Nearly 54 years ago in the fall of 1961 Nina Simone performed at The Village Gate in New York City and delivered a show that arguably ranks as one of the best live recordings in all of history. Throughout the course of At The Village Gate the listener can hear the clink of bar glasses, the enthused applause, the superb piano playing of Nina herself, and a tightly focused rhythm section. And of course, you will bear witness to her heart-stopping vocals, the like of which has been the model for jazz, soul and pop singers of every stripe since that time. Ask any credible singer whom they care to emulate – I dare say they won’t name Streisand or Fitzgerald or any of the current crop. Some might say Billie Holiday, while another might cite Dusty Springfield, but there’s nary a one who would say she wouldn’t like to sing with as much soul and artistry as Ms. Simone. And damn, she was one smokin’, bluesy pianist – for proof, listen to her swinging takes on the opener “Just In Time” and “Bye Bye Blackbird”. Diana Krall, take note – here is the standard, to which no one before or since has been compared without shortfall.
Think back to the state of American life in 1961, in real or imagined terms, if you will. Black performers suffered discrimination to no end. The black populace at large had no civil rights to speak of, and the protests in Mississippi were yet to come. Clubs such as The Village Gate were host to such music luminaries as Oscar Peterson, John Coltrane, and yes, Nina Simone, but hardly anyone but Nina dared to speak the truth about black life in such songs as “Brown Baby”, or “House Of The Rising Sun”. It was Nina’s version of the latter song, btw, which inspired The Animals, who in turn inspired Bob Dylan. Nina had a way, you see, of awakening the heart of the listener, of delivering a carefully-controlled piercing of the mind and emotions. Not even Aretha Franklin could do that. Certainly Paul Robeson could, but Nina triumphed above all other black female singers for her ability to create drama, characterization and believability. Some people call it “soul” and indeed, Nina was deemed to be “The High Priestess of Soul”, a term that Nina disliked for she felt it misrepresented her achievements and her approach. She was classically trained and knew all about dynamics, tempo changes; in fact she called what she did “black classical music”.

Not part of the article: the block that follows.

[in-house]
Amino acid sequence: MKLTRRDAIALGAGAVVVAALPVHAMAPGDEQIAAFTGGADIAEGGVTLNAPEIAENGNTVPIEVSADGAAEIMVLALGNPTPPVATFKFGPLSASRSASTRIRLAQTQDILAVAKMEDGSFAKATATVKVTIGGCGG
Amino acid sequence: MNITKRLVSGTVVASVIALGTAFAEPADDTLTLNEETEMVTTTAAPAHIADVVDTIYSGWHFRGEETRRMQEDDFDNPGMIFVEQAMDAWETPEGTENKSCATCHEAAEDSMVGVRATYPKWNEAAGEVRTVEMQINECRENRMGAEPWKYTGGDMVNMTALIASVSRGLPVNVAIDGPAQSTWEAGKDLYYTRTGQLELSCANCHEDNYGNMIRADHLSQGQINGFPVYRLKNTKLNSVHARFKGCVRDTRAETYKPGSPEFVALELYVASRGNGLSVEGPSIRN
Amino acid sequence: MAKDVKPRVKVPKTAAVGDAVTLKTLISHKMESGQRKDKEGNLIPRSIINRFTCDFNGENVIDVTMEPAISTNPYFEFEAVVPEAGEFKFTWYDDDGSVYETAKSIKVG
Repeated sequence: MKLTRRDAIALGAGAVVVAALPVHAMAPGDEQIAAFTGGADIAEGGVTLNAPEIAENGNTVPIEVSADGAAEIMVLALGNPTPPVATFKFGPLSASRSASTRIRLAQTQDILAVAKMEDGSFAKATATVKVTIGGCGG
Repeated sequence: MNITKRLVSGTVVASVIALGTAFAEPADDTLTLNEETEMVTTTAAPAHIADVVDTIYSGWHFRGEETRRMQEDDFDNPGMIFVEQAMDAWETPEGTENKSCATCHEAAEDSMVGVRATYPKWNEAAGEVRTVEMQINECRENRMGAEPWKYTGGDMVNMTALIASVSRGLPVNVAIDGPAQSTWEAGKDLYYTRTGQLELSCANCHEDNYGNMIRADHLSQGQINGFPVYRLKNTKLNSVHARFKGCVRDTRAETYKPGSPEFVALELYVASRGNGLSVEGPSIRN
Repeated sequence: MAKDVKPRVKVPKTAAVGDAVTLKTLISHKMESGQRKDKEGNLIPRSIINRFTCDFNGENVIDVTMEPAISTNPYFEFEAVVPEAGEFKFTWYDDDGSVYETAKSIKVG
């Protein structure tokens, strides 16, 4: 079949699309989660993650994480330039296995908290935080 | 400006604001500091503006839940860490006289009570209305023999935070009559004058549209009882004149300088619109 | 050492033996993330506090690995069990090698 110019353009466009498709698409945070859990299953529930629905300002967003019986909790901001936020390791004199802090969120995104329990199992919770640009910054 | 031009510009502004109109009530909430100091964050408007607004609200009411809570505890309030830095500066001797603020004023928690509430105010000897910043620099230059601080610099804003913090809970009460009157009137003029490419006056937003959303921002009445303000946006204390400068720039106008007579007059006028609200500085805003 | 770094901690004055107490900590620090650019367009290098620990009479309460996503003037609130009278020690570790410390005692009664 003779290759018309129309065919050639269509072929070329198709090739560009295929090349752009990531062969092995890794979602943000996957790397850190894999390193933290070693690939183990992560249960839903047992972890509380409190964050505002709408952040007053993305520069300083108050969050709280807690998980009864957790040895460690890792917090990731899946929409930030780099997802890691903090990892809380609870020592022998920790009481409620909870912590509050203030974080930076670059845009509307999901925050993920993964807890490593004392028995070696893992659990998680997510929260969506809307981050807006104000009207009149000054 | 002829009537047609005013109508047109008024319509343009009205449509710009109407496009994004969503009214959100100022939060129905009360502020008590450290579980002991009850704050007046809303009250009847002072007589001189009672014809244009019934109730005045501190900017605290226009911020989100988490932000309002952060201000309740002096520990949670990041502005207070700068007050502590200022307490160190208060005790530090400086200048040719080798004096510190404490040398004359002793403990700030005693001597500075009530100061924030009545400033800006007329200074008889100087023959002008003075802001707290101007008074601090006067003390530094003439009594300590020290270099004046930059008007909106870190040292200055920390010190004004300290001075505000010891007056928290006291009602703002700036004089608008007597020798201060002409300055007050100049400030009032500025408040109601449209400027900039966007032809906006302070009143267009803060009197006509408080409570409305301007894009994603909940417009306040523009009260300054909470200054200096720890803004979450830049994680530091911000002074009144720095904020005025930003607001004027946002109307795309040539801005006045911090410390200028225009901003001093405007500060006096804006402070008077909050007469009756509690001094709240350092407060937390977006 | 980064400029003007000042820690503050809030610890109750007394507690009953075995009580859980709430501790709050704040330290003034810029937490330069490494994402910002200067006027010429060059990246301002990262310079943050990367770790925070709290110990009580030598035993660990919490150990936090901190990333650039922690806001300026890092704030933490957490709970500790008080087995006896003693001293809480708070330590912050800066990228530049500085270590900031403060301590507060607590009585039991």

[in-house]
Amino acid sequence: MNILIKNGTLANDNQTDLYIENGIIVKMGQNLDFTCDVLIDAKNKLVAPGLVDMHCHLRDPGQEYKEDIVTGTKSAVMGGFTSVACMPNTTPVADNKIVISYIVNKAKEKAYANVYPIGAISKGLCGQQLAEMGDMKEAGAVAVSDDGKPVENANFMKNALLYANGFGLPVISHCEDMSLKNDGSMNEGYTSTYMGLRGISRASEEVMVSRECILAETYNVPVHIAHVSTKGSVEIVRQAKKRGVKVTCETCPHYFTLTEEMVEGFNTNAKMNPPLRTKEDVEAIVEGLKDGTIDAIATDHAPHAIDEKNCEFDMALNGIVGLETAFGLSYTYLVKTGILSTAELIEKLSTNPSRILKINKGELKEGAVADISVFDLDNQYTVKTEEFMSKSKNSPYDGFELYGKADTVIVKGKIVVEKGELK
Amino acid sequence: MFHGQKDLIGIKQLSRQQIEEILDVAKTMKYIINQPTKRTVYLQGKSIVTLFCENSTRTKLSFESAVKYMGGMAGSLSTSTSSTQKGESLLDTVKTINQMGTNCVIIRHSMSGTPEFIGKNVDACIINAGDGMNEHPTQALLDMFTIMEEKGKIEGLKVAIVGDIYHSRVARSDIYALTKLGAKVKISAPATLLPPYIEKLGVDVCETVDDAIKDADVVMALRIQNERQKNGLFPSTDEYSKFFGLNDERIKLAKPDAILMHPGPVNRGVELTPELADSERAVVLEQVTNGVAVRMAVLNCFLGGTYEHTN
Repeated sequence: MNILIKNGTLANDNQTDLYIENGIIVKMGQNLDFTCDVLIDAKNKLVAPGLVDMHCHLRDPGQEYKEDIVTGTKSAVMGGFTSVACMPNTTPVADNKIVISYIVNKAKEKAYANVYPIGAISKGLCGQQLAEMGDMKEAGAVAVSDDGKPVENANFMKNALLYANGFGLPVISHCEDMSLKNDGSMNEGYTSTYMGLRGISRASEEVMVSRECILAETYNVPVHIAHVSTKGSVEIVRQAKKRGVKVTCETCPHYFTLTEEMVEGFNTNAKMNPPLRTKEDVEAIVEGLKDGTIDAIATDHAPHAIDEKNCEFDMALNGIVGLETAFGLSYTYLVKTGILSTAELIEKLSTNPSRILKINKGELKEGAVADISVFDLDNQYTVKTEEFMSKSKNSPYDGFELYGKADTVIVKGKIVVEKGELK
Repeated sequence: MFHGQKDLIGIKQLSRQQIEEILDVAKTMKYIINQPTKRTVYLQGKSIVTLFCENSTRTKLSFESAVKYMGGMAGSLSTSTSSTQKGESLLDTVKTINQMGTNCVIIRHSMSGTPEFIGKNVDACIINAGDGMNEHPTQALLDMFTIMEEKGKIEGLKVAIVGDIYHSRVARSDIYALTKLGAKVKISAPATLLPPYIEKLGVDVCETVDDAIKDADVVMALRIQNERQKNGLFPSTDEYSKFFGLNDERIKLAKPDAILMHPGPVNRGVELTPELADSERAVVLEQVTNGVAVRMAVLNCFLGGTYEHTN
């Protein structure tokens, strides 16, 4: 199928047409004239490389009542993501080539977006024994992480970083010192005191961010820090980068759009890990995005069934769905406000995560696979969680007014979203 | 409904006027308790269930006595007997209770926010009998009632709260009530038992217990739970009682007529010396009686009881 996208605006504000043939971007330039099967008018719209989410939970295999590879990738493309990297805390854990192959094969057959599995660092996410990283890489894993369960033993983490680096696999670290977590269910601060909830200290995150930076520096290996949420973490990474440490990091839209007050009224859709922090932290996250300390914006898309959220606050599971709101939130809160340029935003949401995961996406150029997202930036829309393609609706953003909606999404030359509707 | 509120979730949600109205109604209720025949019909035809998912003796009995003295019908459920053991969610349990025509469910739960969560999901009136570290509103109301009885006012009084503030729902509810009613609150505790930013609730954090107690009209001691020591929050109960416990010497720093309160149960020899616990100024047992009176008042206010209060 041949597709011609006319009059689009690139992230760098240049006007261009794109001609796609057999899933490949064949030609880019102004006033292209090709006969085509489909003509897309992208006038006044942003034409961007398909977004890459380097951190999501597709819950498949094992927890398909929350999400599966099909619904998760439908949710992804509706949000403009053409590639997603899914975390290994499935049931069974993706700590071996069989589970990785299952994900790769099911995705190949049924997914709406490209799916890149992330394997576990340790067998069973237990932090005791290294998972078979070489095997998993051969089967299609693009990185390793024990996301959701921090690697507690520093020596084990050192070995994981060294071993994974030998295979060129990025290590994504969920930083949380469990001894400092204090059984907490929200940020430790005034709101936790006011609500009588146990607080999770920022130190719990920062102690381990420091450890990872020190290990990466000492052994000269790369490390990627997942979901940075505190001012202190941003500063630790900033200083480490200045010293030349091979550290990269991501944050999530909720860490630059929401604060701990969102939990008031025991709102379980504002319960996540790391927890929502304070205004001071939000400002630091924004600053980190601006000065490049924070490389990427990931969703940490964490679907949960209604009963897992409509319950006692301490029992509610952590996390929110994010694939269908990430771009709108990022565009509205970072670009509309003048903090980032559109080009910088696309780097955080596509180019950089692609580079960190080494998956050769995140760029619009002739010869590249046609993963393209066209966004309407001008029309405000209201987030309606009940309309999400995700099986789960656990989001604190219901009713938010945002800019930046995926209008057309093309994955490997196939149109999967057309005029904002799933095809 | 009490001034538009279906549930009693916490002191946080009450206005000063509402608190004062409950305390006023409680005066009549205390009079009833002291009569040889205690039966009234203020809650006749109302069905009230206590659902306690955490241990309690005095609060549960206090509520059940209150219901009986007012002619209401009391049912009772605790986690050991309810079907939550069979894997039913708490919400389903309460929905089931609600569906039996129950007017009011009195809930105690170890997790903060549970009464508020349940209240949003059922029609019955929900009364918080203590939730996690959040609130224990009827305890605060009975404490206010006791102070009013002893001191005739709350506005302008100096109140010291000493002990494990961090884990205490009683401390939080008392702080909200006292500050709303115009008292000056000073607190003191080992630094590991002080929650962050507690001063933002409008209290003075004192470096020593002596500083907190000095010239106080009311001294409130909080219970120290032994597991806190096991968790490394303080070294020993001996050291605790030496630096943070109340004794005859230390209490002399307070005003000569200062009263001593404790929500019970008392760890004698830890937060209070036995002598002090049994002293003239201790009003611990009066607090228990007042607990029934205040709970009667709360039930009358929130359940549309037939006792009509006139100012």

Here’s the important thing about Nina Simone – her music doesn’t sound dated, old, or formulaic, and it won’t fifty years from now. Were she appear today for the first time, she would quickly be pronounced a superstar. There’s simply no one like her, not Roberta Flack, not Whitney Houston, not Alicia Keyes. What they are attempting to do sounds histrionic, overdone, and strained compared to the artistry shown in almost every song performed on At The Village Gate. Witness “If He Changed My Name”, a soulful, near-acapella rendering of such superlative delivery that it becomes hypnotic. As for “Vaynikehu”, an Israeli number in 5/4 rhythm, Nina’s willingness to explore the music of other cultures may be one of the first such explorations of true world music. In this respect she is an unacknowledged pioneer, transforming this piece into a jazzy uptempo potboiler. And what she does with “Sinner Man” is a minor miracle, for her reworking of standard hymns is, for the listener, a voyage of discovery back to the essence. Not a small achievement, and one for which Nina deserves great credit as an arranger, an improviser, and a musical explorer.
The closing tune, “You’ll Never Walk Alone” is one you probably know well, but until you’ve heard Nina play it, you haven’t fully experienced its power, delicacy and heart-rendering shimmering, radiant splendour.
Someone once said that there are only a dozen or so artistic experiences that truly speak to one’s soul during the course of a lifetime, and that the task of each of us so inclined is to find those dozen experiences. Nina Simone’s At The Village Gate is one such recording, almost beyond measure.